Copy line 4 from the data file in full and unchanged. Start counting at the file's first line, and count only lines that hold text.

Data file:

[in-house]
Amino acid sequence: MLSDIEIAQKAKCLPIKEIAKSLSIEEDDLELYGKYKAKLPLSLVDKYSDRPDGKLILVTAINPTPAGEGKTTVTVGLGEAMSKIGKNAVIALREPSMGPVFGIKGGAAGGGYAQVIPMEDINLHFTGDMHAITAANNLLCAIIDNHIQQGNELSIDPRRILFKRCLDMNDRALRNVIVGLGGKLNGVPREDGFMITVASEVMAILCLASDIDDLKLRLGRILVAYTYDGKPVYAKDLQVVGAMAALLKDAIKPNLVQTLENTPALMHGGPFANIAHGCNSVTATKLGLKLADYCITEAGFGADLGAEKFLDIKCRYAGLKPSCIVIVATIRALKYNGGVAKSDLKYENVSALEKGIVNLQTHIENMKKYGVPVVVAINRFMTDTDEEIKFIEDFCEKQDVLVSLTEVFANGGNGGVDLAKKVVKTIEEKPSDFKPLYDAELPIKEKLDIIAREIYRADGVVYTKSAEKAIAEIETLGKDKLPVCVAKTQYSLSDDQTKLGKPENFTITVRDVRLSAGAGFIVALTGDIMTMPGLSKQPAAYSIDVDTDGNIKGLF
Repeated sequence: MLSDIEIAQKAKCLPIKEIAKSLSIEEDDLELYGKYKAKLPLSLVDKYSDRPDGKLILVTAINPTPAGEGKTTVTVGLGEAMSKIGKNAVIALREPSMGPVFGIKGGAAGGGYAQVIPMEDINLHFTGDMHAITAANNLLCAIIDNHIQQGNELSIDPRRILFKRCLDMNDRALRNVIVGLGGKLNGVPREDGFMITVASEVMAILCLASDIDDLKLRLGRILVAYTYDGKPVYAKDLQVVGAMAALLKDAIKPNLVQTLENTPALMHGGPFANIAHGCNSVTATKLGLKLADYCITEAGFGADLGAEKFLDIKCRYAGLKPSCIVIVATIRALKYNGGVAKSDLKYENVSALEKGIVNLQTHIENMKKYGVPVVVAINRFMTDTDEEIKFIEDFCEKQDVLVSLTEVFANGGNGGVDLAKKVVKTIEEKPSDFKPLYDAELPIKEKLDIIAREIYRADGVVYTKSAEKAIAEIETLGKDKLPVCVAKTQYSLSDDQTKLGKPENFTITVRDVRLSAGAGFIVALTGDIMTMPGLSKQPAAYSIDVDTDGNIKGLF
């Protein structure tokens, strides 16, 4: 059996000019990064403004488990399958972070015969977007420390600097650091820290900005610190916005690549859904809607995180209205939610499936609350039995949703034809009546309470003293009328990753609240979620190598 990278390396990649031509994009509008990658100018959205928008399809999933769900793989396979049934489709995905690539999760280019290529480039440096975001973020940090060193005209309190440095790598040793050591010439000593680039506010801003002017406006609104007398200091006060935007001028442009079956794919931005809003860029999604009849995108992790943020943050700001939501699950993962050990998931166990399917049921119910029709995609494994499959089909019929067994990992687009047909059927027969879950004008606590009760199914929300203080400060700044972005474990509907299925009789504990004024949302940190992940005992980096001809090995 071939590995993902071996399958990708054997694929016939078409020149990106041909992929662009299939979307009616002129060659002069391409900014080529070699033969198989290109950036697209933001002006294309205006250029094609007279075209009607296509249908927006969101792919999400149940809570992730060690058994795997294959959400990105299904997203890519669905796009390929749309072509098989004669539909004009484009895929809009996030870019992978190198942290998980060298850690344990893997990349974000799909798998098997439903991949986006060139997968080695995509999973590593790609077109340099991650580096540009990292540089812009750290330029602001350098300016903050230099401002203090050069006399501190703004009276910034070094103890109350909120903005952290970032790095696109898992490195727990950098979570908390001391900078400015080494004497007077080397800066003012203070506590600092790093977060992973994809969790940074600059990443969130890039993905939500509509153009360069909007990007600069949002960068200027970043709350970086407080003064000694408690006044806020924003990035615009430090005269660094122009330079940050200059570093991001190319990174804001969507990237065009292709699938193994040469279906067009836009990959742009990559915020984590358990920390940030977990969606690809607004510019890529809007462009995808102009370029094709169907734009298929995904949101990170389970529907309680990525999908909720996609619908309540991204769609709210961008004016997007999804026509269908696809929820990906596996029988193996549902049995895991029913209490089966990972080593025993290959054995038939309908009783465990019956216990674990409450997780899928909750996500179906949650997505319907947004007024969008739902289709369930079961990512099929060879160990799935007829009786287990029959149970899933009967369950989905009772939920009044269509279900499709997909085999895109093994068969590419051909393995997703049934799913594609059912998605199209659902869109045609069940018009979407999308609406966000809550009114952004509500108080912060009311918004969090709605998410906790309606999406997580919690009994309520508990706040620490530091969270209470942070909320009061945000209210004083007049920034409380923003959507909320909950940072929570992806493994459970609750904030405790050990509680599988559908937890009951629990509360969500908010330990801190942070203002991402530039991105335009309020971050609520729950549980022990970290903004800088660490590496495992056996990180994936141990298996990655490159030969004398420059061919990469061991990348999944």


């Protein structure tokens, strides 16, 4: 059996000019990064403004488990399958972070015969977007420390600097650091820290900005610190916005690549859904809607995180209205939610499936609350039995949703034809009546309470003293009328990753609240979620190598 990278390396990649031509994009509008990658100018959205928008399809999933769900793989396979049934489709995905690539999760280019290529480039440096975001973020940090060193005209309190440095790598040793050591010439000593680039506010801003002017406006609104007398200091006060935007001028442009079956794919931005809003860029999604009849995108992790943020943050700001939501699950993962050990998931166990399917049921119910029709995609494994499959089909019929067994990992687009047909059927027969879950004008606590009760199914929300203080400060700044972005474990509907299925009789504990004024949302940190992940005992980096001809090995 071939590995993902071996399958990708054997694929016939078409020149990106041909992929662009299939979307009616002129060659002069391409900014080529070699033969198989290109950036697209933001002006294309205006250029094609007279075209009607296509249908927006969101792919999400149940809570992730060690058994795997294959959400990105299904997203890519669905796009390929749309072509098989004669539909004009484009895929809009996030870019992978190198942290998980060298850690344990893997990349974000799909798998098997439903991949986006060139997968080695995509999973590593790609077109340099991650580096540009990292540089812009750290330029602001350098300016903050230099401002203090050069006399501190703004009276910034070094103890109350909120903005952290970032790095696109898992490195727990950098979570908390001391900078400015080494004497007077080397800066003012203070506590600092790093977060992973994809969790940074600059990443969130890039993905939500509509153009360069909007990007600069949002960068200027970043709350970086407080003064000694408690006044806020924003990035615009430090005269660094122009330079940050200059570093991001190319990174804001969507990237065009292709699938193994040469279906067009836009990959742009990559915020984590358990920390940030977990969606690809607004510019890529809007462009995808102009370029094709169907734009298929995904949101990170389970529907309680990525999908909720996609619908309540991204769609709210961008004016997007999804026509269908696809929820990906596996029988193996549902049995895991029913209490089966990972080593025993290959054995038939309908009783465990019956216990674990409450997780899928909750996500179906949650997505319907947004007024969008739902289709369930079961990512099929060879160990799935007829009786287990029959149970899933009967369950989905009772939920009044269509279900499709997909085999895109093994068969590419051909393995997703049934799913594609059912998605199209659902869109045609069940018009979407999308609406966000809550009114952004509500108080912060009311918004969090709605998410906790309606999406997580919690009994309520508990706040620490530091969270209470942070909320009061945000209210004083007049920034409380923003959507909320909950940072929570992806493994459970609750904030405790050990509680599988559908937890009951629990509360969500908010330990801190942070203002991402530039991105335009309020971050609520729950549980022990970290903004800088660490590496495992056996990180994936141990298996990655490159030969004398420059061919990469061991990348999944």